LNNano - Brazilian Nanotechnology National Laboratory

Research

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The research areas of the LCS include working with semiconductor nanostructures as well as instrumentation projects. They are carried out in our using the thin film growth equipment, the SPM instruments and the facilities of the CNPEM. We aim to provide state of the art SPM techniques to our users as well as contribute independently to several fields of science. We have a various national and international collaborators providing samples, input or that come to use the LCS. For the latest results, have a look in our publications.


Freestanding Membranes

research In the last years, freestanding membranes were established as a building block for nanotechnology. Investigated structures include stretchable electronics, free-standing solar cells, free-standing Si membranes for high mobility, wrinkled semiconductor membranes as well as rolled-up and folded three-dimensional micro- and nano-objects.
Currently, members of the LCS are involved into different projects using freestanding membranes. We work on the overgrowth of freestanding structures to investigate the influence of compliant substrates to the formation of self-assembled nanostructures (supported by FAPESP and CNPq).
Furthermore, we are working on emerging device structures based on rolled-up membranes. For these projects, we collaborate with the Microfarication laboratory of the LNNano as well as run some small deposition equipment.

Figure: AFM image of a overgrown, wrinkled InGaAs nanomembrane with InAs islands.

Published: Nanotechnolgy 25, 455603 (2014).


Nanoscale characterization of 2D materials

2D materials like graphen or MoS2 have gained a tremendous attention in the last years. Using our strong background in semiconductor nanomembranes and having access to advanced characterization methods of the various national labs, we starting to establish a research line to characterize these materials on the nanometer scale. These involves work in collaboration with the UFMG as well as first test with purchased material inside the local facilities.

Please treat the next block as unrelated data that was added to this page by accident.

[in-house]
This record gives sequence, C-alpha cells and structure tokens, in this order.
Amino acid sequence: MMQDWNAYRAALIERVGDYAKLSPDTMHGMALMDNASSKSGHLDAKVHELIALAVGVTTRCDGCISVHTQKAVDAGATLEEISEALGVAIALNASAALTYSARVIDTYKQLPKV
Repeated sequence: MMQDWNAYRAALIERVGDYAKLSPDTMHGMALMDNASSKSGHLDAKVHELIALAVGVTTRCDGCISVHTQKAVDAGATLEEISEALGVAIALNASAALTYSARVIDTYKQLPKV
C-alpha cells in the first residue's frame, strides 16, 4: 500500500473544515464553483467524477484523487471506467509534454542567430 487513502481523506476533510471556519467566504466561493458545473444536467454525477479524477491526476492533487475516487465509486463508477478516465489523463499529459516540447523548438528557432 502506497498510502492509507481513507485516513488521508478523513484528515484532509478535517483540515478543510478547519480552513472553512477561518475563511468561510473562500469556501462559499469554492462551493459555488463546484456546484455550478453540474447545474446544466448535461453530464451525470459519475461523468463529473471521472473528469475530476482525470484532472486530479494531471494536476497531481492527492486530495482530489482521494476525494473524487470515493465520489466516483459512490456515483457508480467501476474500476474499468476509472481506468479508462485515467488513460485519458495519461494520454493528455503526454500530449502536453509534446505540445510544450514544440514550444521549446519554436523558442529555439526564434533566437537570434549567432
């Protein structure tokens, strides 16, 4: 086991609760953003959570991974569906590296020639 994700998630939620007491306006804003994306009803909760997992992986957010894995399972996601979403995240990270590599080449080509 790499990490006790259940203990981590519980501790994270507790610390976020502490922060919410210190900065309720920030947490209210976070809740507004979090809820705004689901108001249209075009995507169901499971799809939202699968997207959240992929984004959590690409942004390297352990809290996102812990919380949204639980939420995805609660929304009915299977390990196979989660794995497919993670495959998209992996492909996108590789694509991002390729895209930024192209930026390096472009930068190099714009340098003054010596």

We expect that these kinds of studies improve the base understanding and device development using these exiting new materials.

Figure: AFM image (height and phase contrast) of a MoS2 flake. The phase (bottom) illustrates the different materials (substrate and the 2D crystal), whereas we can identify the two layered flake by its height step in the top image.


Instrumentation

To provide state-of-the-art equipment for our users, the LCS is constantly involved in instrumentation development and improvement of the existing facilities.

We attack different instrumentation request by our users implementing new techniques (e.g. working in liquids) on our SPM instruments. Thereby, we try to provide a in depth background of the used technique carrying out detailed instrumentation works. Such works are made available either by internal memorandums or instrumentation papers. Furthermore, we have a strong background in Ultra High Vacuum devices and equipment due to our MBE and STM facilities. Finally, we are involved in SPM setups to be used with Synchrotron light, e.g. the end station of the IR beamline.

Figure: The image shows our self-assembled heater for the MBE system. It can reach temperatures of ca. 1000°C and works with Omicron sample holder plates.